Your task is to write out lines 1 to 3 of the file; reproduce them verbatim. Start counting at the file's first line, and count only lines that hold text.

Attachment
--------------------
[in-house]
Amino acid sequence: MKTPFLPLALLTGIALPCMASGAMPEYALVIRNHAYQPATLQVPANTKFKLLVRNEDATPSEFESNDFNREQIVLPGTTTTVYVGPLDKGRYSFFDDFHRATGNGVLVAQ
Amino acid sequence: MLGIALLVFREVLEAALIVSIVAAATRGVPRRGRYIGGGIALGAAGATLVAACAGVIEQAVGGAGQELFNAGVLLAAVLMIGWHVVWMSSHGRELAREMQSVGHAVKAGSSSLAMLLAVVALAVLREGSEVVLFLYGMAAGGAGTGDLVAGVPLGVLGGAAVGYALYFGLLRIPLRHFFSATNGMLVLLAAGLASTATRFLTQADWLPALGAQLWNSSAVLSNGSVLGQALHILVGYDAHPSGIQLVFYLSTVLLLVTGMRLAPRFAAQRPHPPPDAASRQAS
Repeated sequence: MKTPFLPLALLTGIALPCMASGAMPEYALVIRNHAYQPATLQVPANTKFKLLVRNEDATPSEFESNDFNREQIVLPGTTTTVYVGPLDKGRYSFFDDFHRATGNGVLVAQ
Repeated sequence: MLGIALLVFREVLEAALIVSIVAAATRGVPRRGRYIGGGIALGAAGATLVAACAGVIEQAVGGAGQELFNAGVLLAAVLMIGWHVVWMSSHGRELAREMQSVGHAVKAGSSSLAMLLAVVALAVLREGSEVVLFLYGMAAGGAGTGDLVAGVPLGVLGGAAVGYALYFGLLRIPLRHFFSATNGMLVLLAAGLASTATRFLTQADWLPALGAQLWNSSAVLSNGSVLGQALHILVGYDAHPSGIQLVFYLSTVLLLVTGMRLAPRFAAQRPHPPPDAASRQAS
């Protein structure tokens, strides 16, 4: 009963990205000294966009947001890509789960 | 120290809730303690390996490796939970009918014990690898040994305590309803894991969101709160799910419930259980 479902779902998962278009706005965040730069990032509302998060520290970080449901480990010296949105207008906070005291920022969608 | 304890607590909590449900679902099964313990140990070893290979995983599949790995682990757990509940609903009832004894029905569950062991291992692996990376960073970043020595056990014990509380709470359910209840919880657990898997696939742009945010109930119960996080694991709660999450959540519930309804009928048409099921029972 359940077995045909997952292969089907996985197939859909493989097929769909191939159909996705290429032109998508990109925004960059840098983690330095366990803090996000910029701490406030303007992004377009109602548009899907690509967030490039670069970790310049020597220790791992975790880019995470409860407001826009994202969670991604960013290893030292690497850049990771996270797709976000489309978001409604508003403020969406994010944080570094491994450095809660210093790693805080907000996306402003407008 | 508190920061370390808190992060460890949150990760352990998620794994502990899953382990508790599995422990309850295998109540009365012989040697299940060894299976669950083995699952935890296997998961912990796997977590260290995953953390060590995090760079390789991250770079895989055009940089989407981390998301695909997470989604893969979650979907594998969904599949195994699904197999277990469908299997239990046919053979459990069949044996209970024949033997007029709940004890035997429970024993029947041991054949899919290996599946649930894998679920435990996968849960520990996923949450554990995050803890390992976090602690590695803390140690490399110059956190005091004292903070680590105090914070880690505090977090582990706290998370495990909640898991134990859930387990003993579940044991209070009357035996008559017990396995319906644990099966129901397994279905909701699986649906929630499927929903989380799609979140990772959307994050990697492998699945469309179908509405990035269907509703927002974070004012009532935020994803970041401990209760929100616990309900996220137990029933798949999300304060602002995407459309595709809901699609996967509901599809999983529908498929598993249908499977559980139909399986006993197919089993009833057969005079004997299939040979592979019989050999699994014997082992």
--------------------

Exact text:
[in-house]
Amino acid sequence: MKTPFLPLALLTGIALPCMASGAMPEYALVIRNHAYQPATLQVPANTKFKLLVRNEDATPSEFESNDFNREQIVLPGTTTTVYVGPLDKGRYSFFDDFHRATGNGVLVAQ
Amino acid sequence: MLGIALLVFREVLEAALIVSIVAAATRGVPRRGRYIGGGIALGAAGATLVAACAGVIEQAVGGAGQELFNAGVLLAAVLMIGWHVVWMSSHGRELAREMQSVGHAVKAGSSSLAMLLAVVALAVLREGSEVVLFLYGMAAGGAGTGDLVAGVPLGVLGGAAVGYALYFGLLRIPLRHFFSATNGMLVLLAAGLASTATRFLTQADWLPALGAQLWNSSAVLSNGSVLGQALHILVGYDAHPSGIQLVFYLSTVLLLVTGMRLAPRFAAQRPHPPPDAASRQAS